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Huff-Daland LB-1

Light Bomber Aircraft

United States | 1923

"The Huff-Daland LB-1 bomber was realized in just nine completed models to go along with a single prototype."

Power & Performance
Those special qualities that separate one aircraft design from another. Performance specifications presented assume optimal operating conditions for the Huff-Daland LB-1 Light Bomber Aircraft.
1 x Packard 2A-2500 engine developing 800 horsepower.
118 mph
190 kph | 103 kts
Max Speed
11,155 ft
3,400 m | 2 miles
Service Ceiling
430 miles
692 km | 374 nm
Operational Range
530 ft/min
162 m/min
The nose-to-tail, wingtip-to-wingtip physical qualities of the Huff-Daland LB-1 Light Bomber Aircraft.
45.9 ft
14.00 m
O/A Length
66.5 ft
(20.27 m)
O/A Width
14.8 ft
(4.50 m)
O/A Height
6,338 lb
(2,875 kg)
Empty Weight
12,423 lb
(5,635 kg)
Available supported armament and special-mission equipment featured in the design of the Huff-Daland LB-1 Light Bomber Aircraft .
5 x .303 Lewis machine guns on trainable mountings about the fuselage.

Up to 2,750 lb of conventional drop ordnance.
Notable series variants as part of the Huff-Daland LB-1 family line.
LB-1 - Base Series Designation; nine examples constructed; crew of four; outfitted with Packard 2A-2500 series engine (800hp).
XLB-1 - Single-prototype form; crew of three; Packard 1A-2500 series engine (800hp) fitted.

Authored By: Staff Writer | Last Edited: 04/05/2019 | Content ©www.MilitaryFactory.com | The following text is exclusive to this site; No A.I. was used in the generation of this content.

Huff-Daland produced a series of aircraft for American agricultural and military service that began with the HD-1B and ended with the experimental XLB-3 triplane bomber of 1930. While succeeded by the Keystone Aircraft Corporation (itself eventually falling under the Curtiss-Wright brand label), it nonetheless left its legacy with a line of early bombers in service to the United States Army Air Service (USAAS) during the 1920s. During World War 1 (1914-1918), United States Airmen mainly cut their teeth on bomber types of foreign origin and, in the post-war years, there stood a need for an indigenous light bomber platform to which Huff-Daland developed its "XLB-1" prototype.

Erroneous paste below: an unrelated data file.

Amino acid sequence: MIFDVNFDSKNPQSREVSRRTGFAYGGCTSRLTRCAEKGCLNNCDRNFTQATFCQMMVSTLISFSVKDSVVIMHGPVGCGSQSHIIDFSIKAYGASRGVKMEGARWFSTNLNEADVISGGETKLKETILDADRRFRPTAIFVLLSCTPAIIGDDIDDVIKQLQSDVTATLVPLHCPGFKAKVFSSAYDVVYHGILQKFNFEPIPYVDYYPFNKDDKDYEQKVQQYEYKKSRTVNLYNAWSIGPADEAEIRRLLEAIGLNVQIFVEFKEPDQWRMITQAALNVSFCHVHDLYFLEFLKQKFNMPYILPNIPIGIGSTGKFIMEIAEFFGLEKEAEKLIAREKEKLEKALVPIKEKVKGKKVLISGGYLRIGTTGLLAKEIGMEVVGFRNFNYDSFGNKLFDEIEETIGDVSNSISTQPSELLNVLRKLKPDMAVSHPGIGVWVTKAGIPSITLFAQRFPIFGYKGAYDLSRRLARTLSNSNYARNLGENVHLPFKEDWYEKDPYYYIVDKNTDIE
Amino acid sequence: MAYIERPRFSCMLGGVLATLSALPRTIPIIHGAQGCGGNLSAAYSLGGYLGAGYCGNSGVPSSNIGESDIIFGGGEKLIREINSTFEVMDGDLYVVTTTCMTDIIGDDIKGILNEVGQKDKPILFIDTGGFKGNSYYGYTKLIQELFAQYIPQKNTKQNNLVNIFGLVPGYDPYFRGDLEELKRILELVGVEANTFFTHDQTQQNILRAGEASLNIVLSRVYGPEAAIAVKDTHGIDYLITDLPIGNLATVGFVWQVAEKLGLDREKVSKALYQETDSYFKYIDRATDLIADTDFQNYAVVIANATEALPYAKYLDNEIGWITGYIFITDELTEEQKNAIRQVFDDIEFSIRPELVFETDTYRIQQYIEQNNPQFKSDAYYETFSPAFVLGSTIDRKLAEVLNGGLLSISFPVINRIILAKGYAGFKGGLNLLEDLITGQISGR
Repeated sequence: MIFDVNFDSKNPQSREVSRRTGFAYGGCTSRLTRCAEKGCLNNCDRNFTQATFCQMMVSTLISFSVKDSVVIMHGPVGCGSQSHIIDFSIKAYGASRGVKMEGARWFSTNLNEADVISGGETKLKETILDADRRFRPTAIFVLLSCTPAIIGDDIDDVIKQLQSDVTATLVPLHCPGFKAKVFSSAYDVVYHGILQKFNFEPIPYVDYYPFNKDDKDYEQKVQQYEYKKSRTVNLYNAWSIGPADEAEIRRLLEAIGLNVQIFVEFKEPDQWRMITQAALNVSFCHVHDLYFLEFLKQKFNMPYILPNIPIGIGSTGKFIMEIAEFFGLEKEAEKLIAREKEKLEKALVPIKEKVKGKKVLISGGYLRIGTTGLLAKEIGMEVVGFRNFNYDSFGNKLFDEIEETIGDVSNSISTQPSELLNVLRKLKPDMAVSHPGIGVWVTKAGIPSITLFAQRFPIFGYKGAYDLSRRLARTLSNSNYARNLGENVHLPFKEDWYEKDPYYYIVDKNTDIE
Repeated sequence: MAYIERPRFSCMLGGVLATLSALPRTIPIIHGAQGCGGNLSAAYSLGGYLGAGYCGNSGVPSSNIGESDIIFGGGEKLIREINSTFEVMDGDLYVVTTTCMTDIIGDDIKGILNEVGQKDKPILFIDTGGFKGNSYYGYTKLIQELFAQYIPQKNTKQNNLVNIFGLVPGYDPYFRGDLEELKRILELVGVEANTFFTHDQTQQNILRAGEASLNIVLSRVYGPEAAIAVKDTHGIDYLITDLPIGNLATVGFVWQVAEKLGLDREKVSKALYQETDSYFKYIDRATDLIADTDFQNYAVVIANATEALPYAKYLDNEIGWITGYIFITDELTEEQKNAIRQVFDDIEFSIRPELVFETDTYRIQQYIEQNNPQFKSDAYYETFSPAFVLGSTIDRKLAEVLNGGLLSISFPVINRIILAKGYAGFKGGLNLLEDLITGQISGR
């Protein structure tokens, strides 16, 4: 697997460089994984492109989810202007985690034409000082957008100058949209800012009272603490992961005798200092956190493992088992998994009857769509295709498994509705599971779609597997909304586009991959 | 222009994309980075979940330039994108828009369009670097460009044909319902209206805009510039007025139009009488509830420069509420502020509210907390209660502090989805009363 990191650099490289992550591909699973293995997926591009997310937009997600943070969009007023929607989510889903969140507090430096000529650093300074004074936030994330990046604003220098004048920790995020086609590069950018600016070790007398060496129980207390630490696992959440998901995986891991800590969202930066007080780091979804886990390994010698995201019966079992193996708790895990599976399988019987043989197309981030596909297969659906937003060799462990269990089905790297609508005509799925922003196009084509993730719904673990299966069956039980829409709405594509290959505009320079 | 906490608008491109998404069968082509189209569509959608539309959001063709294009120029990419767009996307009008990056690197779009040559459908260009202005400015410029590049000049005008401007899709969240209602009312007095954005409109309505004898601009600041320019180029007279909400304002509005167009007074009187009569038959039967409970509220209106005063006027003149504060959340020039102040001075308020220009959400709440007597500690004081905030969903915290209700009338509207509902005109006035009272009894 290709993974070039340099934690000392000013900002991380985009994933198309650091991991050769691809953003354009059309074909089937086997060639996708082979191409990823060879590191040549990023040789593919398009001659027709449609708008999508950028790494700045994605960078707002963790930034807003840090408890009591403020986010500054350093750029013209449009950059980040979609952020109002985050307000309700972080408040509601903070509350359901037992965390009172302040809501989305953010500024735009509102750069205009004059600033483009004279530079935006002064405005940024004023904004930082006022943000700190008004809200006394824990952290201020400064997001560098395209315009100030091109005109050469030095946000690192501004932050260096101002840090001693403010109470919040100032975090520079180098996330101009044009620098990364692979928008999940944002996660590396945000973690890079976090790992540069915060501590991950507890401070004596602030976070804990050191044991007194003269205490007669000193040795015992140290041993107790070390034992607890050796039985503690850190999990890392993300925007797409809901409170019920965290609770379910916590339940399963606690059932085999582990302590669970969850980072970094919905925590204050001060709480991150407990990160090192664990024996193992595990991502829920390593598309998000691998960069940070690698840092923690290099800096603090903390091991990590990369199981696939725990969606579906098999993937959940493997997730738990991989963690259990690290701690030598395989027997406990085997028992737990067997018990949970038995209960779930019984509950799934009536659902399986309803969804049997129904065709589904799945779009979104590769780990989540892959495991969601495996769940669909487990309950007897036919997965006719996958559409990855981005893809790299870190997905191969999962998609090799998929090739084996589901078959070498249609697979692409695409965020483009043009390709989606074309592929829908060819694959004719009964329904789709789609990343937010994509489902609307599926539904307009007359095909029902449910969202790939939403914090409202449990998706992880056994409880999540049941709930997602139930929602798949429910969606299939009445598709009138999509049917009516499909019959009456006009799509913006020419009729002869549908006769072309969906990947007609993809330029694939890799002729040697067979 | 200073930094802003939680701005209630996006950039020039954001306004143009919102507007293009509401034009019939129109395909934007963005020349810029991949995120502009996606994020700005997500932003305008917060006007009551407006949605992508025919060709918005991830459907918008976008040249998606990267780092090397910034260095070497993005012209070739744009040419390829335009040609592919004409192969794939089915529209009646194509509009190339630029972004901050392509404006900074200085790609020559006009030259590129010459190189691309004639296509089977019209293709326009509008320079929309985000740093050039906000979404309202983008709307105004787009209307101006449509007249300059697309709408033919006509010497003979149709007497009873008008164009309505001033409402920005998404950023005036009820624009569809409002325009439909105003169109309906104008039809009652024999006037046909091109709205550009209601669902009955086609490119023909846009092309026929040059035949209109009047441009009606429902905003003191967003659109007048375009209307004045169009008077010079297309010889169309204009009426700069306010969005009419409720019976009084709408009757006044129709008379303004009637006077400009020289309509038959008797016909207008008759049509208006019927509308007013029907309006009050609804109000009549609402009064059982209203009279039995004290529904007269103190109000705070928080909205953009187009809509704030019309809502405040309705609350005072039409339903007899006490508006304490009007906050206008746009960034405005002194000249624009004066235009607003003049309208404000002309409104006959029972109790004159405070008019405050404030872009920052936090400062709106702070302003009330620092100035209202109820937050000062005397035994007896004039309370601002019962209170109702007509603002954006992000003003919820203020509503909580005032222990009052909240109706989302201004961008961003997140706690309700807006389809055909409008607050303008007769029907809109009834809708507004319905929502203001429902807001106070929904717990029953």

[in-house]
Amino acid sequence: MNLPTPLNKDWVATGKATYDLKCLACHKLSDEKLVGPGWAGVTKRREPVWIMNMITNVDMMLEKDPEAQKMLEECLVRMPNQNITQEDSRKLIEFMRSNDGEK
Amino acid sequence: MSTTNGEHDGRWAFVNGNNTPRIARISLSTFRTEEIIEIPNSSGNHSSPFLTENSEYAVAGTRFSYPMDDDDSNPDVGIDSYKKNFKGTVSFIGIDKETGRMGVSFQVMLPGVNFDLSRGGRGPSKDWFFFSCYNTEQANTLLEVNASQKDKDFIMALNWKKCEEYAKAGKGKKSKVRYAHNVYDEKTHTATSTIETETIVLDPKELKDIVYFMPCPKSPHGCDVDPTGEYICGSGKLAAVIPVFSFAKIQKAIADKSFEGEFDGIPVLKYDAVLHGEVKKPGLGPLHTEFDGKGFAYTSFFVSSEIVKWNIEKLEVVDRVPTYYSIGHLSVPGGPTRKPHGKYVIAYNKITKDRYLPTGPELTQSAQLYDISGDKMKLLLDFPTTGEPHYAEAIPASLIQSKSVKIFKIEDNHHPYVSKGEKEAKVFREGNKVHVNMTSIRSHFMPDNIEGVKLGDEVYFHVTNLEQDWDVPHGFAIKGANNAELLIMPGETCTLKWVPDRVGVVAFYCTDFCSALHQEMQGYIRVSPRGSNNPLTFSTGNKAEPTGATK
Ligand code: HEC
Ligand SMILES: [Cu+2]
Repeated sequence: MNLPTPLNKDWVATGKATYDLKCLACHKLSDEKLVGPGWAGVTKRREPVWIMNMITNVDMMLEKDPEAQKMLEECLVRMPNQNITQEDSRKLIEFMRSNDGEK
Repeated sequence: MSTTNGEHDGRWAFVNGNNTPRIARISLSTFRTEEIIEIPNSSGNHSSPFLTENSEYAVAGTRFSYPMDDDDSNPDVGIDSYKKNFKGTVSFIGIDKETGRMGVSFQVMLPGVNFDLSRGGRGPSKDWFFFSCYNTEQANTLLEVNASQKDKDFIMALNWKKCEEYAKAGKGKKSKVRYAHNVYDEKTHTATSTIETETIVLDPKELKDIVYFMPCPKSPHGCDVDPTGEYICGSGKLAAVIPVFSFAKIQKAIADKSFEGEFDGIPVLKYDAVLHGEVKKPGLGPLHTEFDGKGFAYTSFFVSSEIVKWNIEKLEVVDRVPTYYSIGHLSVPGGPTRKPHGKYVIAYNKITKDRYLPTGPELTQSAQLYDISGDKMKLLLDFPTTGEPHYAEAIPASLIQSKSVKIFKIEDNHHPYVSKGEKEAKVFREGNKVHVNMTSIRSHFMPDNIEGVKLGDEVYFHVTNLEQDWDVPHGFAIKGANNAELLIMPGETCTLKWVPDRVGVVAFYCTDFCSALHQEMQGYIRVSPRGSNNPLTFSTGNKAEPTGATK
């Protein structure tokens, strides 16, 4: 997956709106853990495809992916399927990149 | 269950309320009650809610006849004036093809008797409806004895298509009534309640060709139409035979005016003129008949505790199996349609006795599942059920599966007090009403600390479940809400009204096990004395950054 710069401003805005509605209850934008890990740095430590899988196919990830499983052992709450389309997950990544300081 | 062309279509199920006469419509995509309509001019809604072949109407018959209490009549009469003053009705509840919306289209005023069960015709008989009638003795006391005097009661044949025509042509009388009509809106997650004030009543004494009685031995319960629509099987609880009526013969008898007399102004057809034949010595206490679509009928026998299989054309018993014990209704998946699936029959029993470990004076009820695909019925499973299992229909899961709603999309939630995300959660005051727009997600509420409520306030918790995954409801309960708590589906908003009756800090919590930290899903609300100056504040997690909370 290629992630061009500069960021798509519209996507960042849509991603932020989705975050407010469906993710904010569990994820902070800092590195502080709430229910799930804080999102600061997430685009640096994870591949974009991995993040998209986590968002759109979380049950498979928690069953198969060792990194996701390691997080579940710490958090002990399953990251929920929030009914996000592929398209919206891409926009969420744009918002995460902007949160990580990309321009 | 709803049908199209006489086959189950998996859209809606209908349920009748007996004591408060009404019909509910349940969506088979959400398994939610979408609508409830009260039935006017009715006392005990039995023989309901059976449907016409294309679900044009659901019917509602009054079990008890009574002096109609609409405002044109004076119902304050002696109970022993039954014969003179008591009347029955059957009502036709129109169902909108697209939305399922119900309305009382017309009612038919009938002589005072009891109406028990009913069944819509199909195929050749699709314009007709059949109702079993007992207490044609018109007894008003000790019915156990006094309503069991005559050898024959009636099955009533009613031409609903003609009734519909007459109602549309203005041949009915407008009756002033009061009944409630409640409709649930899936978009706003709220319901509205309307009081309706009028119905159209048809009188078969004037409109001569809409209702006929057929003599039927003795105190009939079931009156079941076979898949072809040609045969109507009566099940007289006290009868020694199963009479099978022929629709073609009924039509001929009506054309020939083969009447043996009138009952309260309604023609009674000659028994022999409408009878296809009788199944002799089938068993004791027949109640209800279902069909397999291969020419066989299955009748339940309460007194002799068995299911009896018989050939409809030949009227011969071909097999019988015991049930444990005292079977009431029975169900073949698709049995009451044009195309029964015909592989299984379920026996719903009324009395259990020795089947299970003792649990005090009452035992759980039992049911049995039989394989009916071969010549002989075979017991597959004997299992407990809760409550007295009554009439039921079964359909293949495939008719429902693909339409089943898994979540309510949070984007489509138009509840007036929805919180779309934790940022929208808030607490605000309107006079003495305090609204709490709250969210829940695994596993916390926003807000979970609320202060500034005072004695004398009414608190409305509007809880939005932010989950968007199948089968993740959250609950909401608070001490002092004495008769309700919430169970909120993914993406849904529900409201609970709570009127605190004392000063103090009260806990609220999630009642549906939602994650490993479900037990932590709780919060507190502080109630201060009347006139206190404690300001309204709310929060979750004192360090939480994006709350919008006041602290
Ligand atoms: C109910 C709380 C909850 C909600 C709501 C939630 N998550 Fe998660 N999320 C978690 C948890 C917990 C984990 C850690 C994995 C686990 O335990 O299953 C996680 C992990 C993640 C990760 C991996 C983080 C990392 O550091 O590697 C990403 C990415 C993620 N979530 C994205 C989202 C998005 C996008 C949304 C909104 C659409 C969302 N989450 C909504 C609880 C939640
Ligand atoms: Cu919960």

To this point, the USAAS had committed to the Martin MB-2 (NBS-1) bombers but the service liked what it saw in the Huff-Daland prototype and commissioned for ten as the "LB-1" (the designation stemming from the words "Light Bomber" which reflected the aircraft's primary service category). For testing, a sole aircraft with a crew of three and powered by single a Packard 1A-2500 engine of 800 horsepower (in the nose driving a two-bladed propeller) was used and this example proved the design sound. Construction incorporated a steel tube frame covered over with fabric skin while the biplane wing arrangement remained typical for this period of aviation featuring parallel struts and a single bay configuration. The undercarriage ("tail dragger" type) was wheeled at the main legs and fixed in place. In testing, the aircraft outperformed the current MB-2s - certainly faster than the competing type.

The overall design showcased a maximum speed of 120 miles per hour with a cruising speed of 105 mph, a range out to 430 miles, and a service ceiling of 11,150 feet. Rate-of-climb reached 530 feet per minute. In comparison, the MB-2 reached a maximum speed of 99 mph, a cruise speed of 92 mph, a range out to 400 miles, a service ceiling up to 7,700 feet, and a rate-of-climb of 390 feet per minute.

In its finalized form as the LB-1, the bomber was given a Packard 2A-2500 engine of 800 horsepower. The crew was also increased from three to four and the bombload peaked at 2,750 lb. Defensive armament was a network of 5 x .303 Lewis machine guns on trainable mounts.

Despite the performance jump, Army authorities were not convinced of the merits of operating a single engine bomber over long distances and over enemy terrain. This terminated the LB-1's chances at seeing widespread production and service for attention then shifted to a twin-engined form - the XLB-3 of 1927. However, only one of this model was built as attention shifted once more to a more promising mark - the XLB-5 - which saw 36 of its kind manufactured under the Keystone name.

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Global customers who have evaluated and/or operated the Huff-Daland LB-1. Nations are displayed by flag, each linked to their respective national aircraft listing.

Total Production: 10 Units

Contractor(s): Huff-Daland Aero Corporation )USA
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Image of the Huff-Daland LB-1
Image from the Public Domain / United States Air Force Museum.

Going Further...
The Huff-Daland LB-1 Light Bomber Aircraft appears in the following collections:
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